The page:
In 2008, a masked intruder broke into Marie Adler’s apartment and repeatedly raped her for hours. After violating her and taking photos, the attacker left Marie with deeply rooted and permanent trauma, as well as the nightmare of reporting sexual assault. It’s completely horrifying and unbelievable.
However, she wasn’t just assaulted by her attacker, but also by the US justice system.
Marie’s difficult story is the focus of Netflix’s new series, Unbelievable. The series ultimately reflects our obsession with victim-blaming in rape culture. This startling look into real-life rape cases urges us all to treat victims of sexual assault with more respect and dignity.
In Marie’s case, investigators forced her to relive the assault upwards of four times. They treated her like they would treat a suspect accused of a crime, not a victim of sexual assault. In fact, they treated her like she wasn’t human – because to them, she was just an inconvenience.
Eventually an investigator struggled to put the pieces together and coerced Marie into changing her story.
It was easier to believe that she was fabricating the assault than it was to call this what it is – rape.
The detectives found it so hard to believe Marie because she wasn’t the “perfect victim.” After all, she didn’t curl up in a ball or fall to pieces. She tried to forget the harrowing details of her assault and as a result, was put on trial for her own rape. In the end, prosecutors fined Marie $500 for false reporting.
As a whole, society looks for reasons to not believe sexual assault survivors. Why not gather evidence and convict rapists?
Because our justice system fails survivors time and time again.
Unbelievable’s intensity forced me to step away for air more times than I can count. Unfortunately, sexual assault survivors don’t have the luxury of checking out when things get confronting, and we shouldn’t either. We need more of these gut-wrenching shows because one in five women experience sexual violence.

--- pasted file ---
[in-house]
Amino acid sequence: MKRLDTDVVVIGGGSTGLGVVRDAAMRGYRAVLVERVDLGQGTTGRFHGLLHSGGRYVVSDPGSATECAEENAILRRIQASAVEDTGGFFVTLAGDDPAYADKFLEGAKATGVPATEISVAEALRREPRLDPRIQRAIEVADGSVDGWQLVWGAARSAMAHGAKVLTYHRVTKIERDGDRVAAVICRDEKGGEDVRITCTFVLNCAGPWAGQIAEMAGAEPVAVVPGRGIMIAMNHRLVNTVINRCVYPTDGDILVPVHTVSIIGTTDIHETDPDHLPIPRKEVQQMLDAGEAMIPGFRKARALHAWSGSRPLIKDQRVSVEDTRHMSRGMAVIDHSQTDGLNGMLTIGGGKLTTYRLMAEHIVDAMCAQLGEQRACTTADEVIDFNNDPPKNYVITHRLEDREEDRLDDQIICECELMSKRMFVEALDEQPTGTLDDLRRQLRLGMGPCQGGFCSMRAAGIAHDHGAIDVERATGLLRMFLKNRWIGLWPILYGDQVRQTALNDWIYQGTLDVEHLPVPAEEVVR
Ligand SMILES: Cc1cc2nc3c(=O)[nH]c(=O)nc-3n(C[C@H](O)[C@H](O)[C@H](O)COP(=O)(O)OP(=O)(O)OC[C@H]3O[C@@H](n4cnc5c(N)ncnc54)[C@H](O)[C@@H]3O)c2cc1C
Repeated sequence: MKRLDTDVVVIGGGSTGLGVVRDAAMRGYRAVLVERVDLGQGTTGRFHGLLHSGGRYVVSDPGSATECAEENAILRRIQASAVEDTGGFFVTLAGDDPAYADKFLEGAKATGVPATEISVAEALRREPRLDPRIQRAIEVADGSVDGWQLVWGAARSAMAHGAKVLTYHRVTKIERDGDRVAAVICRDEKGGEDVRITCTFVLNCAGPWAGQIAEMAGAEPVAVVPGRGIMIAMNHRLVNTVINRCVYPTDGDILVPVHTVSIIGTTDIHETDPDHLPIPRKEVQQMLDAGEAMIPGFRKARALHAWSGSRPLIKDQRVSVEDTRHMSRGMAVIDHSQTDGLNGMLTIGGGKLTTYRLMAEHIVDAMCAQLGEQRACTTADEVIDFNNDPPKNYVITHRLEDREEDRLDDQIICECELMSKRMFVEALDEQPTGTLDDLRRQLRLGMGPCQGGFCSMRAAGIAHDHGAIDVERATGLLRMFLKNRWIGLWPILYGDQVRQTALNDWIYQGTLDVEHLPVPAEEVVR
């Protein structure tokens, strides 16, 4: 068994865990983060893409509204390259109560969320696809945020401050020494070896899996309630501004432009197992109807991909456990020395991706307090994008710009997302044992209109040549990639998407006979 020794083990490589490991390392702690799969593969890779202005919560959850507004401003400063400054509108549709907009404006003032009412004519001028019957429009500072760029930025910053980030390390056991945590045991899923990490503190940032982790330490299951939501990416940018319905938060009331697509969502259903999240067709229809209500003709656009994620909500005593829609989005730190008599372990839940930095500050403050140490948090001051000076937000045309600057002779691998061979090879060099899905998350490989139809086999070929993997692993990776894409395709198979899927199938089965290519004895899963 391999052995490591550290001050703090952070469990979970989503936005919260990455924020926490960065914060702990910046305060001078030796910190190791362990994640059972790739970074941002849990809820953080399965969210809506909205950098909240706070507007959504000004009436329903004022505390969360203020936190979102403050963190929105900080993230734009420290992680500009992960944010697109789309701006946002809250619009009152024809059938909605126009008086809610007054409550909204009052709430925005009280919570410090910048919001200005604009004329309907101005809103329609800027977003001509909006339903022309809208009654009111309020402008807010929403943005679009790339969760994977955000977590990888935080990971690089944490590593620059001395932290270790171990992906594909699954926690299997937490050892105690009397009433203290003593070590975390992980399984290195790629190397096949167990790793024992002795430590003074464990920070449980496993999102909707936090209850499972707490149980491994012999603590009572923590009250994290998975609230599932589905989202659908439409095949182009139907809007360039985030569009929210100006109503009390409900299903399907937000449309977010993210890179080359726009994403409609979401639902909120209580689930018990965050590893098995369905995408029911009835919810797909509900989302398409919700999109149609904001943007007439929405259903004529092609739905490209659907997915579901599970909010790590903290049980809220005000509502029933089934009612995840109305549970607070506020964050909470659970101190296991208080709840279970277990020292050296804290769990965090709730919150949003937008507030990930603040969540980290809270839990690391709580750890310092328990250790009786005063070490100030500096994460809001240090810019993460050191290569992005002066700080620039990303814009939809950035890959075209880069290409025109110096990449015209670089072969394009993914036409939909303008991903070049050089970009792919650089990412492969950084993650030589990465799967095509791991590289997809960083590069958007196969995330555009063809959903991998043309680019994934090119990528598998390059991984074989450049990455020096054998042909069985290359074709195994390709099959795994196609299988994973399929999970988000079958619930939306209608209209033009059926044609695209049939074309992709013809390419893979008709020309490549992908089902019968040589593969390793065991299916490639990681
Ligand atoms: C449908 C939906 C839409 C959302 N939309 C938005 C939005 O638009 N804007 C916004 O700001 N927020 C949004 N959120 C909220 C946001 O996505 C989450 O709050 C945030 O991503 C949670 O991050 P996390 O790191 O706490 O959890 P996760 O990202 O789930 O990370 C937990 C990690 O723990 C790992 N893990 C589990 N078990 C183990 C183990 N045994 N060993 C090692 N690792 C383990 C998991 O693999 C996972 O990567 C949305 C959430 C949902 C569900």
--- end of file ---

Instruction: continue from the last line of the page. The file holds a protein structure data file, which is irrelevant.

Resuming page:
This series isn’t some far-fetched crime thriller; it’s real life.
This is why women leave their homes with keys and pepper spray. It’s why many women live with post-traumatic stress and anxiety disorders. This is why so many don’t make it home.
Sure, some rapists receive prison sentences (in the rare cases when the system actually works), but that isn’t enough to help countless women heal from trauma that shouldn’t have happened in the first place.
The blatant disbelief Marie faced confront why so many sexual assaults go unreported. It’s because we don’t believe the victims because somehow we trust men more than women. Unfortunately, we care more about repercussions and reputations rapists may face than the safety of nearly one-quarter of our country’s female population.
Although Unbelievable disguises itself as a true-crime series to draw in all demographics, the show does so many things right.
Thankfully, the series does not glorify sexual violence. There is no hiding from the pain and trauma that haunts the victims. Most importantly, there is close to no attention given to the rapist, and rightly so since it’s a raw, honest recount of an actual case.
However, this show might be difficult for assault survivors to watch.
For those of us who haven’t experienced the horror of rape, however, Unbelieveable forces us to open our eyes to the horror that is rape culture and it’s the wake-up call we needed to make it stop.
This isn’t unbelievable; this is real life.
Join the discussion: Have you watched Unbelievable? What did you think?
Originally written by Emily Jol on SHESAID
Feature Image from Netflix Unbelievable